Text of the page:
An Interview With General Counsel Sarah Starkey of Larry H. Miller Dealerships

Sarah Starkey

Attorney at Law Magazine Salt Lake City Publisher John Marciano sat down with Sarah Starkey to discuss her career and advice she would give to attorneys looking to get into her field.

Q: How do you stay connected to the private practice community?


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Starkey: As general counsel for Larry H. Miller Dealerships, I stay engaged with those in private practice through personal relationships and by being active in the Utah State Bar. I chair the community outreach committee on the Women Lawyers of Utah board, and in that role I am continuously involved in various volunteer projects which allow me to work with attorneys in private practice, while we assist those in need in our community.

Q: What qualities do you look for when choosing outside counsel for litigation or transactional needs?

Starkey: The answer to this question depends entirely on the nature of the litigation or the transaction. Of course, core competency in the area of law at issue is always the primary factor, but secondary to that is what type of attorney the matter requires. Some litigation requires a more aggressive litigator and some a more reserved approach. Similarly, working on a transaction may require different temperaments and negotiation tactics depending on who is on the other side of the transaction. My go-to outside counsel can seamlessly morph their style depending on the needs of the matter.


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Q: How would you describe your ideal relationship with outside counsel?

Starkey: Connected. Being available and having a quick response and follow-up time are critical in my decision to continue using any particular attorney or firm. Business decisions may need to stop while attorneys advise on issues. I value a quick follow- up response time, even if it is an email response simply stating, “on it,” so I know my question or issue is being addressed.

Q: What challenges do you face when working with outside counsel?

Starkey: One major challenge I face is that our initial internal strategies or analyses are sometimes accepted by outside counsel as correct. I want outside counsel to bring ideas and strategies to the table, not just agree with what I have already presented. In the end, I may decide I prefer our initial strategy, but I want further analysis and strategy from an outside perspective to ensure we have truly explored all of the options available.


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Q: What advice would you give to attorneys wishing to switch to general counsel?

Starkey: Disavow yourself of the notion that the hours will be regular and the job less stressful than private practice. To the private lawyers, you are the client, but as in-house counsel, you have many clients – your business operators, each of whom will demand your time and efforts in the same way firm clients do.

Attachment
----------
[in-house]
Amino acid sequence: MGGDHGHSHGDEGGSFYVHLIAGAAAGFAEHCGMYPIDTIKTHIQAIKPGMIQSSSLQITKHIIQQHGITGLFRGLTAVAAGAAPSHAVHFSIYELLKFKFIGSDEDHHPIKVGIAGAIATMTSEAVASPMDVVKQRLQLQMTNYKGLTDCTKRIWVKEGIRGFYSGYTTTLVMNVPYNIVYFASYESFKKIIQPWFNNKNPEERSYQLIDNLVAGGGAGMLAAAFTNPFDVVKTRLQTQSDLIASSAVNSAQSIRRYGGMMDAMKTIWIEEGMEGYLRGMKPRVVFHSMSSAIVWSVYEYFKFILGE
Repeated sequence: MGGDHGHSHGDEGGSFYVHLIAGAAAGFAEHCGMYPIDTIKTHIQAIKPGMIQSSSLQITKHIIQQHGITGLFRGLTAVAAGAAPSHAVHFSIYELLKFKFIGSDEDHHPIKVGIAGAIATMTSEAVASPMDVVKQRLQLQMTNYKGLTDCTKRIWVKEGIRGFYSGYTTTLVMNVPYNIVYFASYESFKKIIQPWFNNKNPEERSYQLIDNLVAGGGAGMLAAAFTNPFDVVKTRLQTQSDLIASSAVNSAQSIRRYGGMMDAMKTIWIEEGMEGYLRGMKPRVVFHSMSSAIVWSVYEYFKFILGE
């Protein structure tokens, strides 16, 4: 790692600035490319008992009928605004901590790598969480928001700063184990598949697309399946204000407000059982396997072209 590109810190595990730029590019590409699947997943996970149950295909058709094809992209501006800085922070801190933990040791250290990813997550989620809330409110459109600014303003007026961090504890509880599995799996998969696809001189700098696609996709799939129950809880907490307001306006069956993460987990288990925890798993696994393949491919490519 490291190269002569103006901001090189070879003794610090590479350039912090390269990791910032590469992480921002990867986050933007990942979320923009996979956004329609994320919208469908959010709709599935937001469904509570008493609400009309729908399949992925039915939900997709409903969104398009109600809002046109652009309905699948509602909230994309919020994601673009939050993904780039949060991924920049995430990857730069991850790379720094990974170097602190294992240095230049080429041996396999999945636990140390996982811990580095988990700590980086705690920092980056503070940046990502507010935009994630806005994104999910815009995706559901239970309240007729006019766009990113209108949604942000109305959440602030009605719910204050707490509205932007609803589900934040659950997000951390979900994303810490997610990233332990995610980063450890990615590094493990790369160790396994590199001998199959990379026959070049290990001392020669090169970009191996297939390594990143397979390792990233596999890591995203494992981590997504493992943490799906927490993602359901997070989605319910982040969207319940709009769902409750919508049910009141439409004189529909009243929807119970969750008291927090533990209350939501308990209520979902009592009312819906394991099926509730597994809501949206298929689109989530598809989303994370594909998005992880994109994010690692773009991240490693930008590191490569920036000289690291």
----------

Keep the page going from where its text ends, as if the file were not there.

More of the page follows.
Q: How would you recommend a law firm maintain a relationship with their business clients?

Starkey: Stay connected even when there are not pending matters. Develop interpersonal relationships with the in-house counsel you work with so you have a reason to stay connected other than work. Don’t simply send an email when you see a new lawsuit hit the Courthouse News Report or sign the holiday greeting card and think you’re staying connected. Additionally, if you have been doing business with a company for years but your firm has new or innovative solutions to handling matters or creative billing solutions, bring it to the table so we are aware of new ways law firms may be conducting business. Make your current clients as aware of your initiatives, community work and innovative solutions as you do prospective clients.

Q: Share a unique story with our readers about a positive or negative outside counsel experience.

Starkey: I began using one outside counsel because she began attending industry specific conferences to become an expert in an area she wished to garner business from our company in; it worked. I know she is getting up-to-date information on the niche area of law she intentionally educated herself in to win the business. Her firm made the financial investment to begin sending her to the conferences, and it took a few, but the investment has paid off.

Q: What advice would you give to attorneys looking to win your business?

Starkey: Be patient, be present and be the best in your area. Relationships between Larry H. Miller Dealerships and the firms who represent us are often long established. There may be a firm that won our business in a particular area years ago and absent a major misstep or significant increase in need, that firm or attorney will remain the holder of that business. That said, things change, relationships change, needs change. It is helpful for attorneys seeking to win our business to demonstrate to us, and others in the community with whom we may be communicating, that they are experts in the area where we need help.

Sometimes, relationships can start with some small, obscure projects; but doing a great job and demonstrating passion, interest, skill and responsiveness can help the attorney obtain more substantial projects and eventually develop a strong long-term relationship. Also, I am inclined to send business to the attorney whose practice and successes I have heard about through personal interactions. Finally, working for Larry H. Miller Dealerships, which is dedicated to giving back in each of the communities in which we do business, and also based on my personal interests, I strongly consider whether attorneys are active in the community and, in the bar.

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